Revised 2 December 2023

Reports by the IPCC are couched in terms of risk and probability because any field of science does not and cannot provide absolute certainty. All knowledge based on science is provisional. What distinguishes genuine science from pseudoscience is its willingness to allow evidence to confirm or challenge its theories. A strong pattern of climate science has developed over the last number of decades. With each increase in the understanding of our global climate systems, the more dire are the conclusions of climate scientists as to where our global climate system is currently heading due to insufficient action to reduce greenhouse gas emissions.

Taleb and colleagues (2014) summarise the Precautionary Principle as follows:

“The precautionary principle (PP) states that if an action or policy has a suspected risk of causing severe harm to the public domain (affecting general health or the environment globally), the action should not be taken in the absence of scientific near-certainty about its safety. Under these conditions, the burden of proof about absence of harm falls on those proposing an action, not those opposing it.”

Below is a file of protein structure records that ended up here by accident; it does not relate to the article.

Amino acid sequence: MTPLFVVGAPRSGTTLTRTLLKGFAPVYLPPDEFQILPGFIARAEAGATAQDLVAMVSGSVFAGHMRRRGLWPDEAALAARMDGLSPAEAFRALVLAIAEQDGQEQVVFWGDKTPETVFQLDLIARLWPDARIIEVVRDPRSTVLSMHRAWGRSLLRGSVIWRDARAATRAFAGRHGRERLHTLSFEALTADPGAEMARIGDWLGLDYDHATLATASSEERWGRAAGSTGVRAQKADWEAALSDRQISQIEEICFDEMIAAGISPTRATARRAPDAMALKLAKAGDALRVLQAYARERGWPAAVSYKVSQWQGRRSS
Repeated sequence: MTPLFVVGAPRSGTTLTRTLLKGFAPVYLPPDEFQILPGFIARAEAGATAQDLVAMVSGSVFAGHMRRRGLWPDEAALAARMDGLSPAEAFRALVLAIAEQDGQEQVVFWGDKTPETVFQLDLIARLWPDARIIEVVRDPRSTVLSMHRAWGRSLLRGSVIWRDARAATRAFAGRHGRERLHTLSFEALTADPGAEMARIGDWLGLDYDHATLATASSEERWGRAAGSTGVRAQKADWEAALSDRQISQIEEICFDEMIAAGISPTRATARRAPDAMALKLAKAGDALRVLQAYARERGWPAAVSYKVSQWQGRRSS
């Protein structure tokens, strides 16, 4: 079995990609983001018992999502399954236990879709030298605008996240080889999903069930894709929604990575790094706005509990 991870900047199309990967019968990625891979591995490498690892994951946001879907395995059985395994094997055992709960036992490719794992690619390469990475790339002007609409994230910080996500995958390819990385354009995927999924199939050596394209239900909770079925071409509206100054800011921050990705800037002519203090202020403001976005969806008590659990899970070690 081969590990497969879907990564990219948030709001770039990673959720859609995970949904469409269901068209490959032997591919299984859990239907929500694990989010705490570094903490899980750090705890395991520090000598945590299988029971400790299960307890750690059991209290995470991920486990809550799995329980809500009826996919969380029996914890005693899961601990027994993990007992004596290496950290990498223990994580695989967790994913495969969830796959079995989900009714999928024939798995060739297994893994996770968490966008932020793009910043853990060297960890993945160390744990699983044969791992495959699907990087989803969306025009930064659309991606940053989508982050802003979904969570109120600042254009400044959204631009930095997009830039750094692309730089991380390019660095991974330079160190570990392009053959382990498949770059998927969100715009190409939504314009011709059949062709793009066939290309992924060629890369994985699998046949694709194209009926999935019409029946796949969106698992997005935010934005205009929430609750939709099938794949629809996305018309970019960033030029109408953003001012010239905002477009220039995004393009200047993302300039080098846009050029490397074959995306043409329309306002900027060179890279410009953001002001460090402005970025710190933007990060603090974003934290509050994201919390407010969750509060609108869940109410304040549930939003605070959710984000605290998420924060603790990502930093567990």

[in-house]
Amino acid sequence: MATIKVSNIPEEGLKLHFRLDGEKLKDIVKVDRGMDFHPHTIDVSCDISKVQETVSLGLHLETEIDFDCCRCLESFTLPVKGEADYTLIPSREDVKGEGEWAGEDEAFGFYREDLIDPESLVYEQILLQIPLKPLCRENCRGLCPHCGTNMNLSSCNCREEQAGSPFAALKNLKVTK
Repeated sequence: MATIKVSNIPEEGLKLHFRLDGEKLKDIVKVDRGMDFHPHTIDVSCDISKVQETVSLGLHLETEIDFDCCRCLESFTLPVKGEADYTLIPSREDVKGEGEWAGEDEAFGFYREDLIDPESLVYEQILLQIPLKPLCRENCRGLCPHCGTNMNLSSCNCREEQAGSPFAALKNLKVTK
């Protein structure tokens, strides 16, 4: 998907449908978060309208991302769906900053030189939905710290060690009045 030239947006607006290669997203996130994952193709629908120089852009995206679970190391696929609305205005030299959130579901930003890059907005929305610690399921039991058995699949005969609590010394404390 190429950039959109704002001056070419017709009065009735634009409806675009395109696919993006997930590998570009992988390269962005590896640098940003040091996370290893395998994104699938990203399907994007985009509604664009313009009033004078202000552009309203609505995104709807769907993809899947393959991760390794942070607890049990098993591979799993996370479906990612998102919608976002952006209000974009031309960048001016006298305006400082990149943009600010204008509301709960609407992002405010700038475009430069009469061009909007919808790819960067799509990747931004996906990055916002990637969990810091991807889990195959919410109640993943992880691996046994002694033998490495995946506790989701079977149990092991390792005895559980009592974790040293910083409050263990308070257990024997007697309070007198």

Figure 1: Climate Change forms an Existential Threat 

The action of burning fossil fuels accompanied by greenhouse gas emissions to the atmosphere falls well within the category of applying the Precautionary Principle because failure to cease burning fossil fuels sufficiently quickly would result in an existential threat to all forms of life on Earth. When confronted by a lack of absolute certainty, and especially when risks involve existential threats, the Precautionary Principle as adopted by the United Nations must be abided by all nations, including New Zealand.

We have a choice to make here for the sake of the survival of our own species and all other species on Earth. The choice we have is either a Hothouse Earth where we are currently heading or a Stabilized Earth. Lack of absolute certainty must not be allowed to be an excuse for any further delays in necessary action to mitigate the impact of climate change. The longer we delay action, the greater is the risk of a Hothouse Earth. 

In order to avoid the prospect of a hot-house Earth, we need to reduce and eliminate our use of fossil fuels as an energy source. But we are totally reliant on high grade energy and materials for our survival. We have a choice here. 

Figure 2: Our Energy Choice 

Unless we are prepared to adopt a hunter-gatherer existence, we have no choice but to transition from fossil fuels to high grade renewable energy and infrastructure. We first need to examine fossil fuels in some detail in order to better understand the nature of our true options.